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In the Ateneo de Manila University Department of Chemistry, he worked on inorganic and physical chemistry, particularly on radioactive bromine. With other colleagues, he initiated investigations in the 1970s on heavy metals analysis in our environment. He was among the first to look into the problem of mercury in the environment, and he designed the appropriate equipment for mercury analysis in water, fish and soil.
Kapauan linked with international groups, taught one of the first environmental chemistry courses in the country, and involved himself in policies on urban-rural planning.
He later went into the field of electronics, specifically chemical instrumentation. Together with Fr. William Schmitt, S.J., they pioneered the maintenance, design and modification of instruments.
Kapauan’s first publication appeared in the Journal of Chemical Education in May 1973.
He also started to interface traditional instruments with the increasingly popular PC. By the 1980s, his students were designing software for them, including Fourier Transform of signals. He redesigned a spectrophotometer with vacuum-tube technology into one with solid-state technology, run by a PC with software written by his students.
He designed and built new electrochemical systems, which merited publications in Analytical Chemistry (the leading journal of analytical chemistry worldwide). This was an honor considering that these were the few, if not the only, international publications done by one Filipino, entirely in the Philippines.
He continued to find applications for these electrochemical systems, dreaming that they might be distributed to data stations all over the country for trace analysis of metals and for mapping of water quality.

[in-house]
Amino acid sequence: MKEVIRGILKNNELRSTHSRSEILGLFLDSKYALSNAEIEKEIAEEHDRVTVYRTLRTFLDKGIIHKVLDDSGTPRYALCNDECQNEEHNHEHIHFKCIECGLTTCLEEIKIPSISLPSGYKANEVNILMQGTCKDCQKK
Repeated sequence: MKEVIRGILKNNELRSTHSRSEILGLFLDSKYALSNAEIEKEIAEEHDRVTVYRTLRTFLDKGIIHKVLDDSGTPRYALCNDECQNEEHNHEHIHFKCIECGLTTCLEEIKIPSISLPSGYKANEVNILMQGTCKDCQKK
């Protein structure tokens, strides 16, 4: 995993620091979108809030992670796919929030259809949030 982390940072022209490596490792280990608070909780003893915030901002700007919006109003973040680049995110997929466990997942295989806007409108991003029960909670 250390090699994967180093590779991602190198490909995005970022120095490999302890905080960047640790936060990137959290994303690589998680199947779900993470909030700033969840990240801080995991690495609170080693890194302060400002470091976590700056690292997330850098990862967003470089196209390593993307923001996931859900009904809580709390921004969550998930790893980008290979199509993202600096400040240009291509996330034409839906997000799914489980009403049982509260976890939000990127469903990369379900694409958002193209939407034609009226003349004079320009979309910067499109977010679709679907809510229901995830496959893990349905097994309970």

He was one of the founders of the Philippine Institute of Pure and Applied Chemistry, and one of the architects of the Ph.D. program of the UP-Ateneo-DLSU Chemistry Consortium. He moved into environmental concerns and microelectronics in the infant stages of their applications in chemistry.
He wrote a college textbook, “General Chemistry,” with Amando Clemente and Antonio I. de Leon. He made “Cardboard Orbital Domain Models” and published this in J. Chem. Ed. in August 1966.
His 1967 Unesco stint in Thailand brought together a series of innovative experiments for “lab-less” high schools, which was eventually published as a book, “Creative Chemistry.”
Kapauan replaced expensive equipment with materials he bought from the grocery, hardware, photo supply and the drugstore. He taught his students to do audio-visuals, including 8-mm animated films, molecular models, and computer-aided instruction.
Kap died on October 1996, but his legacy lives on.
|This article is licensed under the GNU Free Documentation License. It uses material from the Wikipedia article "Amando_Kapauan". A list of authors is available in Wikipedia.|